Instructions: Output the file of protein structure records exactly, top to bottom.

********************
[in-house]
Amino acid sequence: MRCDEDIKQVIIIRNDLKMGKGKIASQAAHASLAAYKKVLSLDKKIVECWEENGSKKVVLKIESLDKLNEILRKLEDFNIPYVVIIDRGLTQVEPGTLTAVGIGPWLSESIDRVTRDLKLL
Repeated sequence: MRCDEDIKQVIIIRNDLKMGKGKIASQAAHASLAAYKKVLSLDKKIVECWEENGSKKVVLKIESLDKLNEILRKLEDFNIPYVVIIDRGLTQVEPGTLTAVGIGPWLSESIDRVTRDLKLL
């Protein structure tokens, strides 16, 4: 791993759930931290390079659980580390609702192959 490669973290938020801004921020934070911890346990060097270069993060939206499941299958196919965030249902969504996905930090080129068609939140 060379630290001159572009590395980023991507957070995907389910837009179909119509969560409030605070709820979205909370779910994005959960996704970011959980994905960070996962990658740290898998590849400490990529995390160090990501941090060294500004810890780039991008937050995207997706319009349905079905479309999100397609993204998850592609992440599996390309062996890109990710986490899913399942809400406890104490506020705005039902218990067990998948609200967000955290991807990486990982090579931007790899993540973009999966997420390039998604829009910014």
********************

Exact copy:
[in-house]
Amino acid sequence: MRCDEDIKQVIIIRNDLKMGKGKIASQAAHASLAAYKKVLSLDKKIVECWEENGSKKVVLKIESLDKLNEILRKLEDFNIPYVVIIDRGLTQVEPGTLTAVGIGPWLSESIDRVTRDLKLL
Repeated sequence: MRCDEDIKQVIIIRNDLKMGKGKIASQAAHASLAAYKKVLSLDKKIVECWEENGSKKVVLKIESLDKLNEILRKLEDFNIPYVVIIDRGLTQVEPGTLTAVGIGPWLSESIDRVTRDLKLL
């Protein structure tokens, strides 16, 4: 791993759930931290390079659980580390609702192959 490669973290938020801004921020934070911890346990060097270069993060939206499941299958196919965030249902969504996905930090080129068609939140 060379630290001159572009590395980023991507957070995907389910837009179909119509969560409030605070709820979205909370779910994005959960996704970011959980994905960070996962990658740290898998590849400490990529995390160090990501941090060294500004810890780039991008937050995207997706319009349905079905479309999100397609993204998850592609992440599996390309062996890109990710986490899913399942809400406890104490506020705005039902218990067990998948609200967000955290991807990486990982090579931007790899993540973009999966997420390039998604829009910014």